Reevaluate cost.Take the total readership and divide it by the number of rotations the space will go through before your ad appears. For example, if your ad is one of ten ads sharing a single space and the website/ online newsletter has a readership of 10,000 your ad will be seen by 1,000 readers instead of the whole 10,000. That new number will dramatically affect your cost-per-contact.

So, what’s an acceptable cost-per-contact rate? It really depends. I know, I know; that answer seems like a cop-out. It’s not. If you’ve found a medium that effectively targets your customer base (especially if you have a product that serves a niche market) and if it reaches the people within that market that can make or influence purchasing decisions, a high cost-per-contact may be absolutely worth it. That’s why investing a little time in qualifying potential adverting channels is worth a try.

Next week’s post will cover information on Google AdWords and how to customize a campaign that delivers results and makes the most of your investment. To get a head-start, check out Google AdWords’ extremely helpful FAQ section at

Determining the Value of Potential Advertising Channels Online2021-05-26T10:45:30-05:00

When should you set your trade show objectives? And who should be doing it?


It’s well established how to best set trade show objectives and why it’s important (see here, here, and here).

But who should be doing it? And when? That depends on how compartmentalized the sales and marketing departments are within your organization.

If marketing and sales are clearly defined departments, align them by fostering communication between the two before and after each trade show.

Hugh MacFarlane of MathMarketing conducted a study that revealed that businesses whose sales and marketing departments are aligned close 38% more business than their non-aligned counterparts. Sometimes achieving alignment means overcoming a cultural rift that can develop between these two groups. That divide is usually based in a disagreement on just which department is the driving force behind customer acquisition. Shawn Naggiar of Act-On Software, adeptly describes the phenomenon in this blog post.

Bridging this gap is important, especially when it comes to setting trade show objectives and goals. Including a sales liaison in exhibit planning meetings or surveying booth staff upon their return from trade shows are just a couple ways to foster communication that will ensure you’re establishing realistic goals. To see more ways to overcome this divide and how it applies to other areas in your business, check out Harvard Business Review’s End the War Between Sales and Marketing.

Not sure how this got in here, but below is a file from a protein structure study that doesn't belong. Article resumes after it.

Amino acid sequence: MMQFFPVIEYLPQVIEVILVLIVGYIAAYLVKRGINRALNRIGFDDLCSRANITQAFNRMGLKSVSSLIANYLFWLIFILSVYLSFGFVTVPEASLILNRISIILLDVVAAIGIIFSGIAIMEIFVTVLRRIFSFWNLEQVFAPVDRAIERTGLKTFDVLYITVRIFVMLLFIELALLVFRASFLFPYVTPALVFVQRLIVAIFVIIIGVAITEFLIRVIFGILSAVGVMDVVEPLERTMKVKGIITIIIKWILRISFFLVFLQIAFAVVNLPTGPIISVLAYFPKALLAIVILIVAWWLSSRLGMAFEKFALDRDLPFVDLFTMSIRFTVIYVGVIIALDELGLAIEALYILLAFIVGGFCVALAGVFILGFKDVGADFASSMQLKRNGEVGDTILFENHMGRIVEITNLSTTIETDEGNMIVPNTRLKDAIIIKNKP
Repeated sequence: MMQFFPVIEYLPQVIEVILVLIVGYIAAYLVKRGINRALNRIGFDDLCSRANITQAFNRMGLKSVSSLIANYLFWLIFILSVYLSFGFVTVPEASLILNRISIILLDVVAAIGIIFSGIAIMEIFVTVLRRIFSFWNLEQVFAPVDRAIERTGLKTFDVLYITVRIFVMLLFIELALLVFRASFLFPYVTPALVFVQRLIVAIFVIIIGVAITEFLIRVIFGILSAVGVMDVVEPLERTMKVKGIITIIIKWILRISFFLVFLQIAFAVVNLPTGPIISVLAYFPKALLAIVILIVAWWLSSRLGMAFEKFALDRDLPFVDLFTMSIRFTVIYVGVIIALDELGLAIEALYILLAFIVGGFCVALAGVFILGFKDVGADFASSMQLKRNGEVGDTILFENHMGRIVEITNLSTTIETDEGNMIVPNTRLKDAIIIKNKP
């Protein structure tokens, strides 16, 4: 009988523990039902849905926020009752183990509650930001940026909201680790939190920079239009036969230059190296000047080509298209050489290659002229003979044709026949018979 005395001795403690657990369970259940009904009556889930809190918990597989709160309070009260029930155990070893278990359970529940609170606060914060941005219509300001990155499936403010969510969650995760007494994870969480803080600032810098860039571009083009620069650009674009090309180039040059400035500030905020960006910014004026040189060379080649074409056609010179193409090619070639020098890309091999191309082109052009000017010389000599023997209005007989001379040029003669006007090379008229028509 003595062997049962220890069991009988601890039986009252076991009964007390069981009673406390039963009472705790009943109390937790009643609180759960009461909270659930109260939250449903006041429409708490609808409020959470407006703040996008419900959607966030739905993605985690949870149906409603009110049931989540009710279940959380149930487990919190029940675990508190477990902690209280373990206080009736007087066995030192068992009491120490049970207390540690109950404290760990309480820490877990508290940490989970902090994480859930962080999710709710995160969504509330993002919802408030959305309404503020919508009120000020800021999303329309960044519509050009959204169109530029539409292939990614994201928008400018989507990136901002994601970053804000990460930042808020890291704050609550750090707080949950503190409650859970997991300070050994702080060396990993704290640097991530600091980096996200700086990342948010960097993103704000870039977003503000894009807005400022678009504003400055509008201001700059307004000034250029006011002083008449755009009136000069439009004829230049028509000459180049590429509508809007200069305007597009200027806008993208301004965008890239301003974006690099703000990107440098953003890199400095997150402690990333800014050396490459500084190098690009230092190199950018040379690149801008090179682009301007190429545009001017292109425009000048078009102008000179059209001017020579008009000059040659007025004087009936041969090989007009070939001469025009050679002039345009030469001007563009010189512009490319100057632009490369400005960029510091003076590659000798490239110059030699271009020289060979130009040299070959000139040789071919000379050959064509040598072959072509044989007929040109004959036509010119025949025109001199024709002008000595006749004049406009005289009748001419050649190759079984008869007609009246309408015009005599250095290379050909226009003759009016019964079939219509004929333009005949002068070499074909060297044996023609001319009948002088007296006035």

If your company does not have a formally established a marketing department, set your objectives when you coordinate your company’s annual trade show schedule.

For most small to medium-sized companies, managers and members of the sales team come up with promotional ideas and are most likely responsible for the planning and execution of the organization’s participation in trade shows. When this is the case, it can be tough to establish a trade show objective when you’re the individual responsible for meeting sales goals and coordinating the company’s participation in eight to ten trade shows a year.

If you wear several hats within your company, just keep your trade show hat on a little longer at the beginning of the year. The benefits of setting your trade show objectives at the same time you’re coordinating your company’s trade show schedule are:

  • Maximizing your trade show investment: The SMART method of goal-setting gives you a solid way to track and measure success, identify and refine best practices and ditch the elements that don’t contribute to revenue generation. This blog post by Katy Roberts of JobServe Events provides an outline that takes the guesswork out of creating SMART trade show objectives and goals.
  • Ensuring you’ve purchased the right amount of booth space: If your objective in participating in a 2,000+ booth trade show is to gain exposure, you may not accomplish that with a standard 10′ x 10′ space. Conversely, if your goal is to build a database, reserve a 10′ x 10′ space and concentrate on creating a powerhouse contest or giveaway. Establishing early-on what your booth space should accomplish in each show will ensure you never spend money on wasted space.
  • Cutting costs: Most trade shows partner with general service contractors who offer early-bird discounts on things like furnishings, carpet and other booth amenities. Getting organized early means taking advantage of these discounts in addition to knowing exactly which proprietary items you’ll need in the booth. This will help eliminate last-minute shipping, printing and production expenses.

Although some objectives may change slightly by the time the show actually takes place, it’s easier to make adjustments to your goal than to attempt to formulate it weeks before the show in the midst of show-related deadlines.

Other things to consider when setting your trade show objectives and goals are the format of the trade show, the focus of the show (largely educational vs. sales-oriented) and where that focus positions attendees in the purchasing process

When should you set your trade show objectives? And who should be doing it?2021-05-26T10:45:31-05:00

Freebies Aren’t Free-How to Take a Questionable Trade Show Expense and Make Them Work for You


Freebies. Promotional items. Tchotchkes. Whatever the handle, they’re a hotly contested subject in the trade show industry.